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Indians place Michael Brantley on DL with sprained right ankle

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MLB.com’s Mandy Bell reports that the Indians activated outfielder Michael Brantley from the paternity list and placed him on the 10-day disabled list with a sprained right ankle. According to manager Terry Francona, the ankle injury “has been bothering [Brantley] for a while.”

Brantley, 30, last played on Wednesday when he doubled twice in a 6-4 loss to the Dodgers. Overall, he’s hitting .296/.360/.432 with five home runs and 28 RBI in 228 plate appearances.

Brantley played in only 11 games last season and has played in just 54 games this season, so the Indians are used to playing without him. Dan Robertson started in left field in Brantley’s place in each of the last five games and that figures to be the case while Brantley is absent. Austin Jackson could also draw some starts.

Report: Major League Baseball bans transactions with Mexican League teams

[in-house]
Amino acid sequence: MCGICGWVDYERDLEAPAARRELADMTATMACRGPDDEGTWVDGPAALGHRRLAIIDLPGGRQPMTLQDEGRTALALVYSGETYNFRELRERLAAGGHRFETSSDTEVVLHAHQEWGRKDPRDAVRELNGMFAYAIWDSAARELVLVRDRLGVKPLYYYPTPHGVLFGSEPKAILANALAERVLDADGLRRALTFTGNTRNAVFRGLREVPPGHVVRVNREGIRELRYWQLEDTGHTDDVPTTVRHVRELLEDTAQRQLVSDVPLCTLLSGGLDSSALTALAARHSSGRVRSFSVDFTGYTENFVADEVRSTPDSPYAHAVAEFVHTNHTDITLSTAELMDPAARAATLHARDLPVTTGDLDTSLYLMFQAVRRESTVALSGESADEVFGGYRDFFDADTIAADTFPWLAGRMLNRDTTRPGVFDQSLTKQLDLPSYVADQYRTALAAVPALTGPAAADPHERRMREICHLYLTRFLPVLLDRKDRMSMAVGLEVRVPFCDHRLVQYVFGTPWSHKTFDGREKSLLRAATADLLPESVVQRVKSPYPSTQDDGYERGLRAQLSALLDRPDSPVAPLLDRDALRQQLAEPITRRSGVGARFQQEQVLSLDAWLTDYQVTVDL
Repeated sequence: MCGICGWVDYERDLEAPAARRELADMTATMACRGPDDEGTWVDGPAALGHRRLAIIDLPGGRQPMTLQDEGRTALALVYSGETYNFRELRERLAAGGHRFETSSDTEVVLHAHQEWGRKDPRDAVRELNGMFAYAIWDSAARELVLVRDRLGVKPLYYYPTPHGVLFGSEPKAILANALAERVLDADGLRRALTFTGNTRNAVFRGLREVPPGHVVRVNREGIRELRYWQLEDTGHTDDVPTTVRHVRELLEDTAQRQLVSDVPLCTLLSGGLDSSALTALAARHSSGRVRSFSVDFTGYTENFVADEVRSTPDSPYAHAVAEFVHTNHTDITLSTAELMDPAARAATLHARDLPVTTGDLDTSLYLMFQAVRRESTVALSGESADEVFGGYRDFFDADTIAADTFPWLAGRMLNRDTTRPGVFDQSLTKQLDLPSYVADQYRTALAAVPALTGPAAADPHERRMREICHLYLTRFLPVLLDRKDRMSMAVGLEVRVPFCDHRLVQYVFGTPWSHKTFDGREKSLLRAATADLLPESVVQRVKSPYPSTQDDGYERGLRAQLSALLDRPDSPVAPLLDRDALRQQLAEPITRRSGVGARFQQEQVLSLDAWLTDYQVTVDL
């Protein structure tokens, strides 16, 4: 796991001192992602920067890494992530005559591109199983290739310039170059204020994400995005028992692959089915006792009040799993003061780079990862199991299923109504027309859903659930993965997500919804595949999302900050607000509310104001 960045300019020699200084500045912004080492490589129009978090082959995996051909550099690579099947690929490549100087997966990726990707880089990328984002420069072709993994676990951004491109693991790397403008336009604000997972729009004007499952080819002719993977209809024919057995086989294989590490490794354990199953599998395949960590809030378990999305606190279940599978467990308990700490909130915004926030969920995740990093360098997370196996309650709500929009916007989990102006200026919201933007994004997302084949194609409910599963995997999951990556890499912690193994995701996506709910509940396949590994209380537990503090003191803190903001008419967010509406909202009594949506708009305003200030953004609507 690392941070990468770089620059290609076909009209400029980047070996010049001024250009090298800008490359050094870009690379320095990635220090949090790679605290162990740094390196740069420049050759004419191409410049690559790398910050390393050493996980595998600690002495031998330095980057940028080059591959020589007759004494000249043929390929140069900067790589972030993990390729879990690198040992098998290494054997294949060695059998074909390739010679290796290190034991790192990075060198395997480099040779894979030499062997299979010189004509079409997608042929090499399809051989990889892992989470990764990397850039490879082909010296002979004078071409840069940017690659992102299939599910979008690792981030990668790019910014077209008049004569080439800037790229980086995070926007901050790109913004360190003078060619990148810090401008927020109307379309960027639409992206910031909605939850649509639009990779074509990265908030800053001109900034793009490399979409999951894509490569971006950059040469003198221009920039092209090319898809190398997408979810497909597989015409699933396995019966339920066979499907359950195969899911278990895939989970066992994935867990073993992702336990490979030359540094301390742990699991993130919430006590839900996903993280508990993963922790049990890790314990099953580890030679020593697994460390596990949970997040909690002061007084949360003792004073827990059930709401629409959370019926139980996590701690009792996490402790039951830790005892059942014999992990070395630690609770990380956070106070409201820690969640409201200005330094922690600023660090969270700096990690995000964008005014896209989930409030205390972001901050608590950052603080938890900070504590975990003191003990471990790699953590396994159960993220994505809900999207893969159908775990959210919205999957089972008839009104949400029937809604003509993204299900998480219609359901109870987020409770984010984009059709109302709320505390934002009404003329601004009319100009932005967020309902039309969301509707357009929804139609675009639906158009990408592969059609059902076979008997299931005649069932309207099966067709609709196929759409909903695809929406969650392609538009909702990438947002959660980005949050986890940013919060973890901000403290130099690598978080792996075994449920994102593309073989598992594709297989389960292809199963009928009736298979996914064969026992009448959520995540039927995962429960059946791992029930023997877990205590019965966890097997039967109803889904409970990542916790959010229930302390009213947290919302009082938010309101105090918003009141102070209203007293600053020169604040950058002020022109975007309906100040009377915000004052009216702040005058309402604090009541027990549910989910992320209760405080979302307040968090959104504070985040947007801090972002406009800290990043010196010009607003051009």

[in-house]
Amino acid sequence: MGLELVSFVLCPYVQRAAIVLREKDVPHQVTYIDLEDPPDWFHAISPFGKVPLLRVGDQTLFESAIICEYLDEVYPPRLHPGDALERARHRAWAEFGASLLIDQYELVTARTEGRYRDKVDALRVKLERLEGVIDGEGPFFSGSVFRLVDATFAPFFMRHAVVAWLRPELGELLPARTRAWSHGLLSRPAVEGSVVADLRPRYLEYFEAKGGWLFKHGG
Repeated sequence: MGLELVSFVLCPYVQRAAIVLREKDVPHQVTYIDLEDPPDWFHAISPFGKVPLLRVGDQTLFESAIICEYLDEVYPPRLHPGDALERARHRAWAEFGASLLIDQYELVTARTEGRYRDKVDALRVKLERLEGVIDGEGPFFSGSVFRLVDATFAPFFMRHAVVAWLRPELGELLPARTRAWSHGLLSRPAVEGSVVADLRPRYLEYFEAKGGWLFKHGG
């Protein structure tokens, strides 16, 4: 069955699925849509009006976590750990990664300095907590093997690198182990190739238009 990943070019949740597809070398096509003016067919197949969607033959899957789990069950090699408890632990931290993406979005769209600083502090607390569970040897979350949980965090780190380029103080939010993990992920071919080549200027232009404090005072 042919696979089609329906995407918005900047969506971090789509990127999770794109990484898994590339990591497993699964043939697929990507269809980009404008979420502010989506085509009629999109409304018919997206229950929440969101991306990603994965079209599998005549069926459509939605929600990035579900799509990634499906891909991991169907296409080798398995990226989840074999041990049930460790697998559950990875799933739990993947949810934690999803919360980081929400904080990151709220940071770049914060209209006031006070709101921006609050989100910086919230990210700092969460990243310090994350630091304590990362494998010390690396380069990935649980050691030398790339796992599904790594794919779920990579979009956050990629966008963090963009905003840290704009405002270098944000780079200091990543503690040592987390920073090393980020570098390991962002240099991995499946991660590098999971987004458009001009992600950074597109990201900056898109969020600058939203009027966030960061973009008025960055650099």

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Jeff Passan of Yahoo Sports reports that Major League Baseball has banned all transactions with Liga Mexicana de Beisbol (LMB), popularly known as the Mexican League. As of now, all 30 teams are prohibited from signing players under contract with LMB teams. The ban was issued due to Major League Baseball’s contention that “corruption” and “fraud” run rampant in the player acquisition process.

Passan describes the issues in detail, and they sound pretty compelling. The upshot: LMB clubs — which have full control over their players — are taking advantage of them, taking most if not all of the signing bonuses MLB teams give them after negotiating for their rights. Mexican teams often sign players when they’re 15 years-old so that, once they are old enough for American teams to approach them, they’re in the position to take a usurious cut.

Passan says Major League Baseball is demanding greater transparency from LMB before it’s willing to lift the ban. He also says that the MLBPA is in “lockstep” with Major League Baseball on the matter, which makes sense given that, if MLB’s claims are accurate, players are being exploited here. He also says that if LMB does not change its ways, there is a “Plan B,” though it’s not clear what that is.

There aren’t a ton of Mexican players signed by MLB teams each year, but there are enough to make this a significant issue that is worth watching.